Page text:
Bought the car used a month ago to piece back together for a spare car, and seems to be turning into more of a project than I'd hoped for.

Kurt E. Clothier (author)TimH1562016-05-17

Aside from double checking your work, there isn't much else I can suggest from here aside from ensuring your battery didn't get drained while you were working (this happened to J Scott above you). Sorry, and good luck.

J ScottS (author)2016-05-16

Same problem as TimH156. Replaced the resistors, plugged it in, and the car won't start. Panel indicator lights light up and then go out as it should, but the blinker, which I accidentally turned on as you can imagine, wasn't blinking, and I tried both right and left indicators. I double checked my soldering and the panel, and can't see any damage on the panel. Like Tim, everything comes on when the key is turned on, but starter doesn't engage.

J ScottS (author)J ScottS2016-05-16

Problem solved. The blinkers were working very dim and slow, and the "light came on over my head" (pun intended) that I had battery problems the other day when I left my e-cig battery charger plugged in over night. I got a jump, and waa-laa, everything fired right up, including the odometer/shift indicator. It turns out I took a break pulling apart the dash, left the doors opened with all the lights on, and it was enough to weaken the battery to where it would light up the dash, but not start the car. Thank you! the fix itself was a lot easier than I could've ever imagined!

Didn't you read step 2: Don't get killed! You were supposed to disconnect the battery before starting! In any case, I'm glad you got it figured out. Sometimes it's the simple things...

Mjtrinihobby (author)2016-05-16

great repair job.

LunaR4 (author)2016-03-10

Hi, I've got a real similar issue on my 2001 Regal, theres two digital displays in the cluster, one of them is absolutely dead and the other is wonky: sometimes its really dim, sometimes it's really bright, and other times I can control it with the dimmer switch, but often enough the dimmer switch does nothing for the digital displays only. I've got a buddy of mine at GM who's gonna give me the wiring diagram soon, but what's your take on this? do you think my issue lies with the resistors, will soldering some connections maybe help me with my dimmer switch situation ? do you think I'll need more than 4 resistors since I have two digital displays?

Kurt E. Clothier (author)LunaR42016-03-11

It's really impossible to know without having the schematics to see how things are hooked together. I'm not familiar with that model, but I'd imagine it's similar to the '01 Century. It could be a similar issue, but I cannot say that with certainty. I would probably just open it up to see if anything looks bad - these resistors were easily identifiable, just crumbling on the board. If it is a resistor issue, you can usually buy packs of 10 or so at Radio Shack (if you can find one that still sells parts, that is).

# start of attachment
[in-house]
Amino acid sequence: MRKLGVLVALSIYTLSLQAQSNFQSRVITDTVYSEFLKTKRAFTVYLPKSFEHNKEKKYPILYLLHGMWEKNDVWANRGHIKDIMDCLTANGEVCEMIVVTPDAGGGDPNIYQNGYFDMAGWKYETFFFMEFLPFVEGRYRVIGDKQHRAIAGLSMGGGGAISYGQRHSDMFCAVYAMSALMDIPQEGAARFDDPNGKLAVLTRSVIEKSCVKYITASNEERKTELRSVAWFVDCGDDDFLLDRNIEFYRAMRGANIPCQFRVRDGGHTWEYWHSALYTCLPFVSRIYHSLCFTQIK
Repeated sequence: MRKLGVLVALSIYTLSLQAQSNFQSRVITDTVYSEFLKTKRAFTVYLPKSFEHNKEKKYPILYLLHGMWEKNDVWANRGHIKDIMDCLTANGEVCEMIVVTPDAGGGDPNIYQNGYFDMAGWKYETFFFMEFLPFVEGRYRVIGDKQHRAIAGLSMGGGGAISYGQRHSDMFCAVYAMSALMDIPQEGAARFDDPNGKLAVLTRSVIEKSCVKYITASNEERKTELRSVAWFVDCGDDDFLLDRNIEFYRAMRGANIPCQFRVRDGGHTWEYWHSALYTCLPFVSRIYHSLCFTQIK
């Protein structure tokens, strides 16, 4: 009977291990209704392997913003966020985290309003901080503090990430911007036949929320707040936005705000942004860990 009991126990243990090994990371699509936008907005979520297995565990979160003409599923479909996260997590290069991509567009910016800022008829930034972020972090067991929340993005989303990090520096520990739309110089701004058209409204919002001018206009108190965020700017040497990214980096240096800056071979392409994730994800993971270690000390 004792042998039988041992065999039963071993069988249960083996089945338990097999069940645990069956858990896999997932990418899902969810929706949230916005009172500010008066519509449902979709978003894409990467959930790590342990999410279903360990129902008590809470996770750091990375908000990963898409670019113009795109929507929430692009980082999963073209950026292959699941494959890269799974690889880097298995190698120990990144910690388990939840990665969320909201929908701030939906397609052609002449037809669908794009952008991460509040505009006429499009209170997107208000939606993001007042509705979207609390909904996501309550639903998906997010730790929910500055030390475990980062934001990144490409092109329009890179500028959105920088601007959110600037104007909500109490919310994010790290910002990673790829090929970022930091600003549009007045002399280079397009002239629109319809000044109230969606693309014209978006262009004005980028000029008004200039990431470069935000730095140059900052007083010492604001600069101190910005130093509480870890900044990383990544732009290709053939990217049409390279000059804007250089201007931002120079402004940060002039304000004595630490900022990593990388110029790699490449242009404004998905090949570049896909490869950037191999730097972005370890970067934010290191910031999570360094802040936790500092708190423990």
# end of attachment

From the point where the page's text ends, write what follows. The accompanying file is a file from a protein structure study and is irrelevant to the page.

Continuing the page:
If you open it up and nothing looks wrong, then I'd either just learn to deal with it or buy a new one. Of course, if I was going to buy a new one anyway, I'd probably poke around a bit first without fear of damaging the original one. Just remember, you can't really drive without it... (you can, but it's not recommended)

zeeball (author)2016-03-05

Thank you so much for showing this. I got one going again because of this.

Jshan1705 (author)2016-02-22

Have you ever heard of ur headlights not working after making this repair? Not sure if it's a coincidence but I fixed my odometer with this repair now my headlights don't work

No, sorry. Is that the only thing wrong? Are you sure you got the IPC connector plugged back in all the way?

KevanJ (author)2016-01-27

This worked perfect. Dash came apart easier than I thought and the soldering was not too hard at all. The resistors were in OK condition but one of them was burnt our badly. This fix was great and the instructions spot on. Thank you.

Kurt E. Clothier (author)KevanJ2016-01-28

Fantastic to hear.

Cesar DanielT1 (author)2016-01-09

Thanks a lot!!! It worked!!!

John Gio (author)2015-12-03

I replaced the four resistors and it didn't cure the problem .I also replaced two others that were below the 4 and that didn't work either . does anybody have any suggestions?

John Gio (author)2015-12-03

I replaced the four resistors and it didn't cure the problem .I also replaced two others that were below the 4 and that didn't work either . does anybody have any suggestions?